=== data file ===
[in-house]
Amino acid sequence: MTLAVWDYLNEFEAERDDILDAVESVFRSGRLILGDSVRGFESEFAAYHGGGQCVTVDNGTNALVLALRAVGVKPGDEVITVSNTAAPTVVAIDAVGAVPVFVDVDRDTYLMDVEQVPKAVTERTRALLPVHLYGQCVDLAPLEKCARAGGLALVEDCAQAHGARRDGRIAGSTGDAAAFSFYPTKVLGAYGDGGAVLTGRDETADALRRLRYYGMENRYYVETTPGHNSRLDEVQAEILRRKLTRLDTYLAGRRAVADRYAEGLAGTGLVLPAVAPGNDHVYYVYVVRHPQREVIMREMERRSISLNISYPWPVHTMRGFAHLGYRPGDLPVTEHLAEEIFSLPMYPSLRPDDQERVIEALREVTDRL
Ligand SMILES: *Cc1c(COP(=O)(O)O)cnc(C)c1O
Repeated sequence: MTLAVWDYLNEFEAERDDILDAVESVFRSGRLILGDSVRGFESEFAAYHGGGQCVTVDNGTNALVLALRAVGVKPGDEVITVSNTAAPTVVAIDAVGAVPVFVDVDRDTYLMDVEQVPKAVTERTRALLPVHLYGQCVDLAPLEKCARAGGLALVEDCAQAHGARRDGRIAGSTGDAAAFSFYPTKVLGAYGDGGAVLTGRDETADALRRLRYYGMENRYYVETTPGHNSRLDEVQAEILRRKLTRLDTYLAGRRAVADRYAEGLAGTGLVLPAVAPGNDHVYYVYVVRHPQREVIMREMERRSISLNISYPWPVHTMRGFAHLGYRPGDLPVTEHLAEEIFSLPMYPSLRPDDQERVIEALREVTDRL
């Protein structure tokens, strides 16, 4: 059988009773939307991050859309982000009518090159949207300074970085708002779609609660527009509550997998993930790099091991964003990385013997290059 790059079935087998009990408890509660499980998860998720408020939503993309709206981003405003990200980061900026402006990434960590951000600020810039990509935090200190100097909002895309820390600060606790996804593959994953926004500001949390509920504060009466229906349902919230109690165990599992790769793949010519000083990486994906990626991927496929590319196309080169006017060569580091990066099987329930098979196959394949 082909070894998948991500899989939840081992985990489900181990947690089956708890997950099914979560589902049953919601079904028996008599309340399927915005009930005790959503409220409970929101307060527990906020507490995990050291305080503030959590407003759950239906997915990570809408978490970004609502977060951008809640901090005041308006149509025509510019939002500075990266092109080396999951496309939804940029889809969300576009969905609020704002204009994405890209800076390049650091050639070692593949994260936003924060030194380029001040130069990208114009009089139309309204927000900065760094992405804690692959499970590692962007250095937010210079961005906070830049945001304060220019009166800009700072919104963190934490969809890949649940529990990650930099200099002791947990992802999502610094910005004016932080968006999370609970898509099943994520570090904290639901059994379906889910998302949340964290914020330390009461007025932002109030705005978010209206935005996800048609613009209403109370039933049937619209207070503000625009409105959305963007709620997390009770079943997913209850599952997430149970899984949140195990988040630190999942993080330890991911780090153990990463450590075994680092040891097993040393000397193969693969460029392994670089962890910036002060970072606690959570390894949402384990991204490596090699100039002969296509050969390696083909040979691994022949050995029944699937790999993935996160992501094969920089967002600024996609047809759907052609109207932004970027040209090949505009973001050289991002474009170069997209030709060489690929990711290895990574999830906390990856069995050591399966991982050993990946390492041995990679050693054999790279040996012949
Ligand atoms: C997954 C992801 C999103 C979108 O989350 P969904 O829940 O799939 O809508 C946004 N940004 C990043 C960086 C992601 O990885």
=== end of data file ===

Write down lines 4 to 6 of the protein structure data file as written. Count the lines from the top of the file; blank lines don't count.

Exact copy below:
Repeated sequence: MTLAVWDYLNEFEAERDDILDAVESVFRSGRLILGDSVRGFESEFAAYHGGGQCVTVDNGTNALVLALRAVGVKPGDEVITVSNTAAPTVVAIDAVGAVPVFVDVDRDTYLMDVEQVPKAVTERTRALLPVHLYGQCVDLAPLEKCARAGGLALVEDCAQAHGARRDGRIAGSTGDAAAFSFYPTKVLGAYGDGGAVLTGRDETADALRRLRYYGMENRYYVETTPGHNSRLDEVQAEILRRKLTRLDTYLAGRRAVADRYAEGLAGTGLVLPAVAPGNDHVYYVYVVRHPQREVIMREMERRSISLNISYPWPVHTMRGFAHLGYRPGDLPVTEHLAEEIFSLPMYPSLRPDDQERVIEALREVTDRL
């Protein structure tokens, strides 16, 4: 059988009773939307991050859309982000009518090159949207300074970085708002779609609660527009509550997998993930790099091991964003990385013997290059 790059079935087998009990408890509660499980998860998720408020939503993309709206981003405003990200980061900026402006990434960590951000600020810039990509935090200190100097909002895309820390600060606790996804593959994953926004500001949390509920504060009466229906349902919230109690165990599992790769793949010519000083990486994906990626991927496929590319196309080169006017060569580091990066099987329930098979196959394949 082909070894998948991500899989939840081992985990489900181990947690089956708890997950099914979560589902049953919601079904028996008599309340399927915005009930005790959503409220409970929101307060527990906020507490995990050291305080503030959590407003759950239906997915990570809408978490970004609502977060951008809640901090005041308006149509025509510019939002500075990266092109080396999951496309939804940029889809969300576009969905609020704002204009994405890209800076390049650091050639070692593949994260936003924060030194380029001040130069990208114009009089139309309204927000900065760094992405804690692959499970590692962007250095937010210079961005906070830049945001304060220019009166800009700072919104963190934490969809890949649940529990990650930099200099002791947990992802999502610094910005004016932080968006999370609970898509099943994520570090904290639901059994379906889910998302949340964290914020330390009461007025932002109030705005978010209206935005996800048609613009209403109370039933049937619209207070503000625009409105959305963007709620997390009770079943997913209850599952997430149970899984949140195990988040630190999942993080330890991911780090153990990463450590075994680092040891097993040393000397193969693969460029392994670089962890910036002060970072606690959570390894949402384990991204490596090699100039002969296509050969390696083909040979691994022949050995029944699937790999993935996160992501094969920089967002600024996609047809759907052609109207932004970027040209090949505009973001050289991002474009170069997209030709060489690929990711290895990574999830906390990856069995050591399966991982050993990946390492041995990679050693054999790279040996012949
Ligand atoms: C997954 C992801 C999103 C979108 O989350 P969904 O829940 O799939 O809508 C946004 N940004 C990043 C960086 C992601 O990885």